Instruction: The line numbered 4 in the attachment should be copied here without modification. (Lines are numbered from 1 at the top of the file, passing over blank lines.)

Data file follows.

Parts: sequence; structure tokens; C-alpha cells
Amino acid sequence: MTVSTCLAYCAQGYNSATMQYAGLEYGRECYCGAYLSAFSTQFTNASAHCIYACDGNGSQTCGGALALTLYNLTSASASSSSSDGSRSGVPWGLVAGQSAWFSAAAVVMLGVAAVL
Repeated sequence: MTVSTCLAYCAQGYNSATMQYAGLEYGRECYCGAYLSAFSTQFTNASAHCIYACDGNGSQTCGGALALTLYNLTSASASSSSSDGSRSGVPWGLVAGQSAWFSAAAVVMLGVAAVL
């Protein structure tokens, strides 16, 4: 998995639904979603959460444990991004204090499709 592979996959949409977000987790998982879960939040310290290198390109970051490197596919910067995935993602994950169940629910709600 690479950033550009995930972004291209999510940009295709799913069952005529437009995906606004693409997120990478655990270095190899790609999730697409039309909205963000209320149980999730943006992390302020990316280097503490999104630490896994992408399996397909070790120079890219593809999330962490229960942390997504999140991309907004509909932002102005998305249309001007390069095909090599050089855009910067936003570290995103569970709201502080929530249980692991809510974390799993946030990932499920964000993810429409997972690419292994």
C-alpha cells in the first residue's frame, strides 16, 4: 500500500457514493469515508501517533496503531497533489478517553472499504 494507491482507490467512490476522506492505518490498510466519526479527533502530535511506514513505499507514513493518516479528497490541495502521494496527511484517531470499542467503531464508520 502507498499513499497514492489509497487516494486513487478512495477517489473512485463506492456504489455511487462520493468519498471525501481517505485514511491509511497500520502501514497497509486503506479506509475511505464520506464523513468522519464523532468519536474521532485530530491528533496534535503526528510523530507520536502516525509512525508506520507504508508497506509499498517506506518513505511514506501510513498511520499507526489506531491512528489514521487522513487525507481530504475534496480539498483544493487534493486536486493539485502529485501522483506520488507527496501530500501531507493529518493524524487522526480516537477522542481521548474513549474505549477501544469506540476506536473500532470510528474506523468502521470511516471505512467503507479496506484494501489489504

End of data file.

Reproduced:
């Protein structure tokens, strides 16, 4: 998995639904979603959460444990991004204090499709 592979996959949409977000987790998982879960939040310290290198390109970051490197596919910067995935993602994950169940629910709600 690479950033550009995930972004291209999510940009295709799913069952005529437009995906606004693409997120990478655990270095190899790609999730697409039309909205963000209320149980999730943006992390302020990316280097503490999104630490896994992408399996397909070790120079890219593809999330962490229960942390997504999140991309907004509909932002102005998305249309001007390069095909090599050089855009910067936003570290995103569970709201502080929530249980692991809510974390799993946030990932499920964000993810429409997972690419292994």